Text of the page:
Real Estate Institute of Queensland (REIQ) managing director Dan Molloy said the legislative changes were a very positive move.
"The REIQ is pleased to see the State Government has recognised that the responsibility to conserve water needs to be shared more equitably between the owner and tenant and we support a user pays system.
"As part of the Residential Tenancies Act policy review earlier this year, the REIQ supported the proposal that landlords who have installed water saving devices to be able to recover water charges from their tenants," Mr Molloy said.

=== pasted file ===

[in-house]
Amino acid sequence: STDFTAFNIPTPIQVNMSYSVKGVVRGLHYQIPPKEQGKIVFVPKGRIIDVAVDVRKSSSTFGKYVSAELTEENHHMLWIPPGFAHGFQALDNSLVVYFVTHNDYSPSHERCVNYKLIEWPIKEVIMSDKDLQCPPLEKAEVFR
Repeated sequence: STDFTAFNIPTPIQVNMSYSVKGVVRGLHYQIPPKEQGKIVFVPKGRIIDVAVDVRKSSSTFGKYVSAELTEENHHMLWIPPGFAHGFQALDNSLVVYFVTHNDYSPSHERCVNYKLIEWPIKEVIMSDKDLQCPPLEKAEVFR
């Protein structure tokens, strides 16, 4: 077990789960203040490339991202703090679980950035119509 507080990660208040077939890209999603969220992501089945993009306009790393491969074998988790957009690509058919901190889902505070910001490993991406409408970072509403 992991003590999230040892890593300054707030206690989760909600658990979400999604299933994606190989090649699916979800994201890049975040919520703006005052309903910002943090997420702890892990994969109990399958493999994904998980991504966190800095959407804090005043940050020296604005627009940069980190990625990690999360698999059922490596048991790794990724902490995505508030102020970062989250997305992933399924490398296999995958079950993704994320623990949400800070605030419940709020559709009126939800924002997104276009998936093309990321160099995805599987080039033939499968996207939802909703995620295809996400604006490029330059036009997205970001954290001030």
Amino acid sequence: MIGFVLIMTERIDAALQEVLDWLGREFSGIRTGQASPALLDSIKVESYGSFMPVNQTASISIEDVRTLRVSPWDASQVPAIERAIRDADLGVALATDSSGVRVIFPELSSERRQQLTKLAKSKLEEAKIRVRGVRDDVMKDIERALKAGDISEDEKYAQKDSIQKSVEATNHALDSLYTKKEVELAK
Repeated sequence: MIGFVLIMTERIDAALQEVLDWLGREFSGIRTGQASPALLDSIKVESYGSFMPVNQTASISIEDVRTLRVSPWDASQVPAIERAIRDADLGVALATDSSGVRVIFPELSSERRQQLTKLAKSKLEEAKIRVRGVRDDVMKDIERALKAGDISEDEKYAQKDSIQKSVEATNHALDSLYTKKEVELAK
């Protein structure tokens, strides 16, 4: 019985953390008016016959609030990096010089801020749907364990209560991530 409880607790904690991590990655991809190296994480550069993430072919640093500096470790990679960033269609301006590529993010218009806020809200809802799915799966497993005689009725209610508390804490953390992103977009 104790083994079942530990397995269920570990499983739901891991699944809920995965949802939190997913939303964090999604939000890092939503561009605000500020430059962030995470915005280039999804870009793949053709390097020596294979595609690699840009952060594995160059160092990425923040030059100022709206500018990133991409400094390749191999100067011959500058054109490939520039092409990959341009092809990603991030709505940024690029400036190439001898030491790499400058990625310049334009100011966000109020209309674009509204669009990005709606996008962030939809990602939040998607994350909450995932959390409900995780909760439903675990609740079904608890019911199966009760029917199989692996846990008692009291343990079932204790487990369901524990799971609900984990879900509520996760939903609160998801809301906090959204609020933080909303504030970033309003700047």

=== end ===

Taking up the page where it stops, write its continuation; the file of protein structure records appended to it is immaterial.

"The REIQ understands that water is an absolutely critical issue and we look forward to working constructively with all stakeholders to achieve a fair outcome for as wide a cross-section of the market as possible.
"The REIQ will continue to recommend to landlords that water-saving devices be installed in rental properties to keep water charges, and water wastage, to a minimum."
The REIQ has been advising members about the Level 5 water restrictions this year in Southeast Queensland and recommended reasonable water consumption targets for rental properties given the current drought conditions.